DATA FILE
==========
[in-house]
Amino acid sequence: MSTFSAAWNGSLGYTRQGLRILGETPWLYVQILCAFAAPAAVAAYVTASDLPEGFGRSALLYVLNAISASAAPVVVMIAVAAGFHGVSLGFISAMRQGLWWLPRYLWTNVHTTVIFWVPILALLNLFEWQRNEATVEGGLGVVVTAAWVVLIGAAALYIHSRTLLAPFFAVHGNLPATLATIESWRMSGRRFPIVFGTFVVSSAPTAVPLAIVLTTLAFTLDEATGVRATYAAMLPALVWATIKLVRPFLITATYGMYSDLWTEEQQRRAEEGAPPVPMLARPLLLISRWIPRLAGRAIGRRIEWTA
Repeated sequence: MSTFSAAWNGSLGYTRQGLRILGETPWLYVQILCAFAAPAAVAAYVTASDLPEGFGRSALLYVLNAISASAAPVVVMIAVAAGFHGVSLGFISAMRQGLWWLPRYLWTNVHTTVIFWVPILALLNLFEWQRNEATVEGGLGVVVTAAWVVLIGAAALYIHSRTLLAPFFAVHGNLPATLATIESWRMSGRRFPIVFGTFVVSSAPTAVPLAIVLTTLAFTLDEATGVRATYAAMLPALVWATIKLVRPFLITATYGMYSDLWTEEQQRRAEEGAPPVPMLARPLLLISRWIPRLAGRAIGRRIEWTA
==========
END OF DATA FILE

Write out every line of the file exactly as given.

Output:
[in-house]
Amino acid sequence: MSTFSAAWNGSLGYTRQGLRILGETPWLYVQILCAFAAPAAVAAYVTASDLPEGFGRSALLYVLNAISASAAPVVVMIAVAAGFHGVSLGFISAMRQGLWWLPRYLWTNVHTTVIFWVPILALLNLFEWQRNEATVEGGLGVVVTAAWVVLIGAAALYIHSRTLLAPFFAVHGNLPATLATIESWRMSGRRFPIVFGTFVVSSAPTAVPLAIVLTTLAFTLDEATGVRATYAAMLPALVWATIKLVRPFLITATYGMYSDLWTEEQQRRAEEGAPPVPMLARPLLLISRWIPRLAGRAIGRRIEWTA
Repeated sequence: MSTFSAAWNGSLGYTRQGLRILGETPWLYVQILCAFAAPAAVAAYVTASDLPEGFGRSALLYVLNAISASAAPVVVMIAVAAGFHGVSLGFISAMRQGLWWLPRYLWTNVHTTVIFWVPILALLNLFEWQRNEATVEGGLGVVVTAAWVVLIGAAALYIHSRTLLAPFFAVHGNLPATLATIESWRMSGRRFPIVFGTFVVSSAPTAVPLAIVLTTLAFTLDEATGVRATYAAMLPALVWATIKLVRPFLITATYGMYSDLWTEEQQRRAEEGAPPVPMLARPLLLISRWIPRLAGRAIGRRIEWTA